No Sweat

William Ehart

I’M STRUCK BY HOW calmly I’m taking this fast-and-furious coronavirus selloff. The human toll is getting worse every day, and the economic and other consequences could be catastrophic. But I’m not tempted to sell. I’m also not in a hurry to buy the dip, though admittedly my pulse quickened Friday afternoon when the market was down 15% from its Feb. 19 high.

There’s absolutely no way to know what will happen first: Whether I’ll regret not buying the dip or Dustin Hoffman will knock on my door in a biohazard suit. Why am I feeling so serene—at least so far? There are three reasons:

  • I’ve learned a lot of hard lessons over a long investing career. I’ve been there, done that, reaching out my greedy palms for falling knives. Heck, I grabbed the Sword of Damocles with both hands in 2008-09 and thought I was a genius. Turned out that buying Goldman Sachs and Morgan Stanley on margin in the middle of a financial crisis wasn’t the right play. Go figure.
  • I’m a man with a plan. I am fully invested in a global portfolio in accordance with my predetermined risk tolerance, diversification strategy, age and circumstances. When the market falls is a really bad time to decide you can’t tolerate as much risk as you thought.
  • Market pullbacks just aren’t the same when you’re mostly in target-date funds. This is the first downturn since I put most of my portfolio in them. When I started writing this piece, I was thinking about my asset allocation targets, and rules of thumb for rebalancing and dip-buying. But then I remembered that the good folks at Fidelity Investments and Vanguard Group, who oversee my target-date funds, are doing almost all of it for me. They aren’t sweating it. Automated systems are using inflows and outflows of money from investors to keep my target-date funds at a set ratio of U.S. stocks, foreign shares and bonds. Right now, my funds are buying the dip for me.

We invest long-term in stocks to capture historically robust after-inflation increases in corporate profits and dividends. But we also know that those gains are subject to gut-wrenching plunges that scare many out of the market.

Why do otherwise sensible and experienced investors bail out of stocks at times like this? Blame it on the narratives they come to believe. There are stories to explain every market decline. The further the market drops, the scarier the stories get. Soon, people are babbling about the end of the world. The financial media will even trot out seers who have been predicting catastrophe their entire careers—and suddenly we imagine they were right all along. But just as “this time it’s different” is a bad attitude when the market is levitating, it’s a dangerous thought on the way down, too.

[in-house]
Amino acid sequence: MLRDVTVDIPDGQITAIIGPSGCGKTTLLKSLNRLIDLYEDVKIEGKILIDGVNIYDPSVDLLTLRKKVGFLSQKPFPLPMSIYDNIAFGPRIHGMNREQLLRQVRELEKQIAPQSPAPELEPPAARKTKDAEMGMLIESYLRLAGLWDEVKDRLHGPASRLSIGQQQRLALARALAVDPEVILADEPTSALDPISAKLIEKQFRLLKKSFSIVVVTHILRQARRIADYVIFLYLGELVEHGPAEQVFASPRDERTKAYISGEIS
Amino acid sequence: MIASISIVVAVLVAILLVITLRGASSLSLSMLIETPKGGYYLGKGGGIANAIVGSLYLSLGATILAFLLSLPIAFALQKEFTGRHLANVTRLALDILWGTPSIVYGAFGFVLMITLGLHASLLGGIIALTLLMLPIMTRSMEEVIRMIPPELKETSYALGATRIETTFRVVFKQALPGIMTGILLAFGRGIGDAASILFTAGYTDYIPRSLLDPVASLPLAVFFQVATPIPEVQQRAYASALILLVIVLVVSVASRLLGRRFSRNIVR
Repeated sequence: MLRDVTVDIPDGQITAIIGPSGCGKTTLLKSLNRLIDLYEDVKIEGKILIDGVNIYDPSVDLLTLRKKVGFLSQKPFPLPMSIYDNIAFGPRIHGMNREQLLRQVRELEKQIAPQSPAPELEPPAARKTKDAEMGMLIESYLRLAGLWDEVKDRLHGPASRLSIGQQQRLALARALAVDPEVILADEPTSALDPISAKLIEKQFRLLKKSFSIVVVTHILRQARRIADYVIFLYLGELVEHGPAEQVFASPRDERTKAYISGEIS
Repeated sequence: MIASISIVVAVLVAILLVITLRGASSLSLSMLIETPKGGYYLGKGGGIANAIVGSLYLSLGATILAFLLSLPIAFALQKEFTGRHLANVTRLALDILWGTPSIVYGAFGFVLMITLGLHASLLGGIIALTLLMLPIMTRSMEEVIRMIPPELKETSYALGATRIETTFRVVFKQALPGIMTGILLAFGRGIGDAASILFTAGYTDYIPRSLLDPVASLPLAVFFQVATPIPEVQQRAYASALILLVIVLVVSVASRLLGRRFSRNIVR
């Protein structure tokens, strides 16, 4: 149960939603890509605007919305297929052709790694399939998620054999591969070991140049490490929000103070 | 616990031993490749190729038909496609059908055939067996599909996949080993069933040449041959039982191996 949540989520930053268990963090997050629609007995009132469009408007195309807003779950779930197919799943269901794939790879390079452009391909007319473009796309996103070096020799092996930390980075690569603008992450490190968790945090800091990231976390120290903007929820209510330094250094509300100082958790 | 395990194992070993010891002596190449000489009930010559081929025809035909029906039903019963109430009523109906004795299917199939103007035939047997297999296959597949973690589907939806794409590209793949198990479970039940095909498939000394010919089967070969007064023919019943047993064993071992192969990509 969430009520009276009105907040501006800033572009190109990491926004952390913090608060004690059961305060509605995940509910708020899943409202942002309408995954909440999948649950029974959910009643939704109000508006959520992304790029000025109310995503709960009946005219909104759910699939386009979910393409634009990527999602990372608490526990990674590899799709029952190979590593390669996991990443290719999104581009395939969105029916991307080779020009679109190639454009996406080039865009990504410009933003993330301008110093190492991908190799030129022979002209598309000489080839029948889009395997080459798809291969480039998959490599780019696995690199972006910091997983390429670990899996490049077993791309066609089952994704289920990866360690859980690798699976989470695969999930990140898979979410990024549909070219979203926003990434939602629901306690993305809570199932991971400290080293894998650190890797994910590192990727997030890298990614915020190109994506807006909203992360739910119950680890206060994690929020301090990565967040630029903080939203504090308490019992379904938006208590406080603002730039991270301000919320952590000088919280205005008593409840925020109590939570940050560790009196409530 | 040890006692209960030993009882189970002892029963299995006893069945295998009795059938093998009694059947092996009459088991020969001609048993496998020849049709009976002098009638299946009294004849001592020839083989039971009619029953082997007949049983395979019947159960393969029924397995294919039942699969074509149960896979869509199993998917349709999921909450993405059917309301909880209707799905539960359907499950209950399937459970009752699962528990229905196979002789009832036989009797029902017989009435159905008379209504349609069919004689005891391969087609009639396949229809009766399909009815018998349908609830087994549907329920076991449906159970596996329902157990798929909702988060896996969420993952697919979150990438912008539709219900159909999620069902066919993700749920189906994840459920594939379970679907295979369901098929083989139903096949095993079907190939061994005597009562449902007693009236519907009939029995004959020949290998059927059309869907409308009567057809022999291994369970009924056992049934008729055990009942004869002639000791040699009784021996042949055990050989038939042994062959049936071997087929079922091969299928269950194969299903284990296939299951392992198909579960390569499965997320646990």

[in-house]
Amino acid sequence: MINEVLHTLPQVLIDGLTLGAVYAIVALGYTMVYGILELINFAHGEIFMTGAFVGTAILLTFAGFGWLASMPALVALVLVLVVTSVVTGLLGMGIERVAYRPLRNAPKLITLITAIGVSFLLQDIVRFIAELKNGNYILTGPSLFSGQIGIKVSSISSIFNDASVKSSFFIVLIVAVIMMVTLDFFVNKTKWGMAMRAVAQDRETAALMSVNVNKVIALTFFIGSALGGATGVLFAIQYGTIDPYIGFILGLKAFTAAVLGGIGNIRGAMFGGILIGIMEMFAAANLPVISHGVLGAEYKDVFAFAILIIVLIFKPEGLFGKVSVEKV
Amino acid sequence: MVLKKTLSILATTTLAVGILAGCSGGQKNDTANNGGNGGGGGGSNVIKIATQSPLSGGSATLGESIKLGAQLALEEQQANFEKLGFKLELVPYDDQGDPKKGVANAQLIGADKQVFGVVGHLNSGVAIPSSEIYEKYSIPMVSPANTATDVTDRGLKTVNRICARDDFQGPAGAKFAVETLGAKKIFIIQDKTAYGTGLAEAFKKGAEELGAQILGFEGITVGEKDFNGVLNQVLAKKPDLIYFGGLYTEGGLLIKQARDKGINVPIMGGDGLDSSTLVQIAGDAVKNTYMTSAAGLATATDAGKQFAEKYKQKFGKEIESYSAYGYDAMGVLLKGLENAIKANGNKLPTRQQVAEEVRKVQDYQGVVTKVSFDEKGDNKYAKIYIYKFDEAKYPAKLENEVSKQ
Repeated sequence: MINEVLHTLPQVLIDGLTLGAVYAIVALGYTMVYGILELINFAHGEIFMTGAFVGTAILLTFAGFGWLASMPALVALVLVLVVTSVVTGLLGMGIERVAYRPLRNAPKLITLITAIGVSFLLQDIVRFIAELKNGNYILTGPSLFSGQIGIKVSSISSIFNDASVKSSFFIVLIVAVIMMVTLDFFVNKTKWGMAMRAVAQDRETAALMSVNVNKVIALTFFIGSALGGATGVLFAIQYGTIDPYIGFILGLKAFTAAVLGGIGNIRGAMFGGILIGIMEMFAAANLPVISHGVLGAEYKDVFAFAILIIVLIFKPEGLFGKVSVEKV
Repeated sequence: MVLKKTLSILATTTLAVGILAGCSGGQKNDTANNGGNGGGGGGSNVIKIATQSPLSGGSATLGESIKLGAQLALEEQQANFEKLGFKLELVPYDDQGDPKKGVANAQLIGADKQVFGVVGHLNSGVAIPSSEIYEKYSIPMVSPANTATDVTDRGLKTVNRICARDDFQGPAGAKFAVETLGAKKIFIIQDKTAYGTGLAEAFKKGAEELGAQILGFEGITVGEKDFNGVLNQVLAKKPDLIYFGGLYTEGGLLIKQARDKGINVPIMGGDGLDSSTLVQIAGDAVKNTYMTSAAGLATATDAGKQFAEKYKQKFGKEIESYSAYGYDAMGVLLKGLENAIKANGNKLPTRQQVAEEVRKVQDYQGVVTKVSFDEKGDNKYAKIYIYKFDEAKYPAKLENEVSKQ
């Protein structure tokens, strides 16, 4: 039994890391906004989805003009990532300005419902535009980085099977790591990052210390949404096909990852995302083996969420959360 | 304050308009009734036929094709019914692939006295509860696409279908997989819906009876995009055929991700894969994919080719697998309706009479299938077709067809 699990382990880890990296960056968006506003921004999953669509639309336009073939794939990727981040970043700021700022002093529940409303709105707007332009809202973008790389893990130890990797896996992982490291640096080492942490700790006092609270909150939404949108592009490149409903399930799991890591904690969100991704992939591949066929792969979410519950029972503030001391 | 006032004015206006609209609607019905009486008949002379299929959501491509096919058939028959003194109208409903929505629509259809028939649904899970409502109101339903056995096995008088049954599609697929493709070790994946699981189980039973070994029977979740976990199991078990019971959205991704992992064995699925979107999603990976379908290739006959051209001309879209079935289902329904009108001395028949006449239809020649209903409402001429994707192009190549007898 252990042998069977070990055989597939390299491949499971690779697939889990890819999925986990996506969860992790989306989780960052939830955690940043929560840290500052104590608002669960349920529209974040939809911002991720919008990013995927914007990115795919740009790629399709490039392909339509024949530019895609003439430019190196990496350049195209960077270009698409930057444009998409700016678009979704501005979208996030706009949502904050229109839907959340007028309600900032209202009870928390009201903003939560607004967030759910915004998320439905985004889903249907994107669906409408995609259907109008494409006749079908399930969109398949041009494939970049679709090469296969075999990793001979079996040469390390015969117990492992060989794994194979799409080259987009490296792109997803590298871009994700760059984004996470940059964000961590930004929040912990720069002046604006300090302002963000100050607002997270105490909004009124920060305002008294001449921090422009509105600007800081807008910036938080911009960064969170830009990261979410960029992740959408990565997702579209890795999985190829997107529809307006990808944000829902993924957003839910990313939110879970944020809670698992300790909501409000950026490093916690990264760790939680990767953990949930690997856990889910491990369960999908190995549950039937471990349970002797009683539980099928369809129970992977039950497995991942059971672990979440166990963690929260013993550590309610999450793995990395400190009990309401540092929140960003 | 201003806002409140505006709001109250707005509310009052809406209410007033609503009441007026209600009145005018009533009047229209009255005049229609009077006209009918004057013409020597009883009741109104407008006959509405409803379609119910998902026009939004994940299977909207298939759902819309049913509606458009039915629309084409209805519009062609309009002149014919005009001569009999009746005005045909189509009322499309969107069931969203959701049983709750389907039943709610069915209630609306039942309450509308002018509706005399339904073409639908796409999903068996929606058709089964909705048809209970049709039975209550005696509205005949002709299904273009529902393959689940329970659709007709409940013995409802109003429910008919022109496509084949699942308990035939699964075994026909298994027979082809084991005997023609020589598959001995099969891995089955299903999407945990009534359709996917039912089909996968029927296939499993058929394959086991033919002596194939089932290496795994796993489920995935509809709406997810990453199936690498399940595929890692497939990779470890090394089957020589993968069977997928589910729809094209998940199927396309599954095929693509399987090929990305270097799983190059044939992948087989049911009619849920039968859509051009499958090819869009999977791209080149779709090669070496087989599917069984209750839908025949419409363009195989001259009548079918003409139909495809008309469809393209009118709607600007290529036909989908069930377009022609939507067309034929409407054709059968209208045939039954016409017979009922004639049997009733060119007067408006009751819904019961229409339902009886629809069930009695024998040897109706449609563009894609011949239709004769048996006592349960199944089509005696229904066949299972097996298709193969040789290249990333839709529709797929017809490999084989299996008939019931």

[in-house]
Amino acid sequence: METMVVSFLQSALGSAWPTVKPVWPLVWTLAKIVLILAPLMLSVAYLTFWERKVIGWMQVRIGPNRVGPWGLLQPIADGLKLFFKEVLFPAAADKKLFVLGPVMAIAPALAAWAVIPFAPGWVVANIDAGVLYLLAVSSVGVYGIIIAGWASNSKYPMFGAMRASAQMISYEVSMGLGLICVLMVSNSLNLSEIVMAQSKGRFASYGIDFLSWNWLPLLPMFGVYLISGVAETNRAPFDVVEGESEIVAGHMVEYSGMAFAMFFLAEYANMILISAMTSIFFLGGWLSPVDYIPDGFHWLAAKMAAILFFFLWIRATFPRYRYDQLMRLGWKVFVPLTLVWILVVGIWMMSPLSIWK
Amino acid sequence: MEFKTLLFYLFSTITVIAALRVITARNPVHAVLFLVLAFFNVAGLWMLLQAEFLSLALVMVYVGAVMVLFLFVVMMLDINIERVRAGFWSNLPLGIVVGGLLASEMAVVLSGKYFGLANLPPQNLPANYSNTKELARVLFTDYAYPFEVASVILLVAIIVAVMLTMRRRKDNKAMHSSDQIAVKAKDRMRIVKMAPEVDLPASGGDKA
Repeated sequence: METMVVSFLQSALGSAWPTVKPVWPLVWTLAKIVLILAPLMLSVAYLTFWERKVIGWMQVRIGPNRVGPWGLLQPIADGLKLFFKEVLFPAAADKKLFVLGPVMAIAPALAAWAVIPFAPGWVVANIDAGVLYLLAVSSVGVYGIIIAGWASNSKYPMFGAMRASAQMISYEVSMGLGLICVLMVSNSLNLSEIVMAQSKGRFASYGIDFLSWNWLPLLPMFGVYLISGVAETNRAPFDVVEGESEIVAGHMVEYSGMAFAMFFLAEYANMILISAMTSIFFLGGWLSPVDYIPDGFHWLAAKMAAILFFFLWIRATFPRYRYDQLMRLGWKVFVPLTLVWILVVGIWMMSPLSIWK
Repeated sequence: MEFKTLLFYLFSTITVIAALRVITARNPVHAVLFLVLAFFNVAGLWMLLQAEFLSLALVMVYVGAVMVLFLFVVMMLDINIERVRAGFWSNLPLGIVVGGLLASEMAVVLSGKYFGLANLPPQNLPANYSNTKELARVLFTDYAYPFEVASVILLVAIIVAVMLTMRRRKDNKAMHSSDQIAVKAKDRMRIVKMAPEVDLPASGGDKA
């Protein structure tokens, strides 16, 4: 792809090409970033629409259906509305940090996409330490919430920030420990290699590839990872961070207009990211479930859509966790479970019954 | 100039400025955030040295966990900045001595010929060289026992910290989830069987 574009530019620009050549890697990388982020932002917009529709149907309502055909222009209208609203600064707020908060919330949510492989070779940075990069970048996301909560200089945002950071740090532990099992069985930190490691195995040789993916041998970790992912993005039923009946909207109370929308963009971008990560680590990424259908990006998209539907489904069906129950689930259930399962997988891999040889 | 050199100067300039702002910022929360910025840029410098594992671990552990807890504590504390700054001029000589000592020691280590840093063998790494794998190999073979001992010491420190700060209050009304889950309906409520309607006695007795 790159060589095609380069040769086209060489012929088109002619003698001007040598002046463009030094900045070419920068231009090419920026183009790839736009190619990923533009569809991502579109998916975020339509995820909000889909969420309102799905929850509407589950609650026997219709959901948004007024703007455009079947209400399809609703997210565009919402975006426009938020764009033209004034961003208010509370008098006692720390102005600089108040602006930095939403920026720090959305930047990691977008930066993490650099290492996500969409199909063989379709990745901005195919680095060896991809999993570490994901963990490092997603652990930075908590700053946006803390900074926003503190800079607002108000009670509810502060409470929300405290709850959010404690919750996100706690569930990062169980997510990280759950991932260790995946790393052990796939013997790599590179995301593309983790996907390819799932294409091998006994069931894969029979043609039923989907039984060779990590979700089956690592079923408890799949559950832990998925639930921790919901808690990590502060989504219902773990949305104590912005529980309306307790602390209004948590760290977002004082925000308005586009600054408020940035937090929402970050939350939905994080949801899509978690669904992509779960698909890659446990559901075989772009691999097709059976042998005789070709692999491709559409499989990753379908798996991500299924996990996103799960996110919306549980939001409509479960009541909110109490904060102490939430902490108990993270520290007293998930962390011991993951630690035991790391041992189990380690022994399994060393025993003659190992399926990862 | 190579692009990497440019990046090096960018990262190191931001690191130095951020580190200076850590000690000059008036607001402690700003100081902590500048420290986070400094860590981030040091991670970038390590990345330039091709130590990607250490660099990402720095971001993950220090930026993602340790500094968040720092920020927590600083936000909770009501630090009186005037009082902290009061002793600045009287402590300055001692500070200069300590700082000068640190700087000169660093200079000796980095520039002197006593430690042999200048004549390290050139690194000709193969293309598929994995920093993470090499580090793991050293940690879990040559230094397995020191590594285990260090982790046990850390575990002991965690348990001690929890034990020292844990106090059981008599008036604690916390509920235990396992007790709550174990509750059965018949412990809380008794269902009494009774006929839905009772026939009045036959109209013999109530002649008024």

Are you thinking, “The market’s headed much lower, and this time it isn’t going to recover within a few years”? Or are you telling yourself, “When I look back a dozen years from now, the market won’t have tripled, as it did from its Oct. 9, 2007, peak through Feb. 19, 2020”? Of course, such thoughts could prove correct.

But them’s sellin’ words—the kind uttered by many a poor man over the centuries, but not too often by successful investors. If you really want to know the right time to hit the bunker with masks, bullion and automatic weapons, subscribe now to my newsletter for $99.99, and I’ll throw in my…. Oh, never mind. Wrong blog.

On the other hand, the agitation you’re feeling—and that tingle I got Friday afternoon—may not be fear, but greed. Maybe you want bragging rights, to be able to say you sold near the top and bought near the bottom. You think you’re smarter than the average bear and you want to prove it. You’re all about oscillators and moving averages, and for some reason you just started using your discount broker’s spectral analysis tool, whatever that is.

Bernard Baruch, who made millions with adroit market moves and later advised two presidents, Woodrow Wilson and Franklin Roosevelt, said it well: “The main purpose of the stock market is to make fools of as many men as possible.” In other words, fear and greed are both emotional reactions that are hazardous to our wealth.

I could cite a raft of statistics on the depth and duration of historical stock market selloffs, as well as recovery times and subsequent returns. For instance, the Dow Jones Industrial Average rose 26% in the year after the flu pandemic of 1918-19 peaked. That influenza killed tens of millions around the world, including nearly 700,000 in the U.S. If the Dow’s performance then provides you with some comfort today, fine. But it may be a useless factoid.

My point: Don’t try to game this out.

A year or two ago, as I thought about future selloffs, I gave myself the flexibility to modestly increase my target stock allocation—currently 72%—if the U.S. market sold off about 20% or more. One way I could accomplish that is by swapping some money from a shorter-dated target fund into a longer-dated one—going from, say, a 2030 fund to a 2035 fund. As of Friday’s selloff, it’s officially on my radar. But even if I do it and make a nice profit, it’s not the kind of thing I can brag about at parties. Can you imagine the reaction? “Check out that guy, he’s a target-date fund trader.”

My trading days are done. Partly as a result, my retirement days are getting closer.

William Ehart is a journalist in the Washington, D.C., area. Bill’s previous articles include Resolve to RebalanceDurn Furriners and Oldies but Goodies. In his spare time, he enjoys writing for beginning and intermediate investors on why they should invest and how simple it can be, despite all the financial noise. Follow Bill on Twitter @BillEhart.

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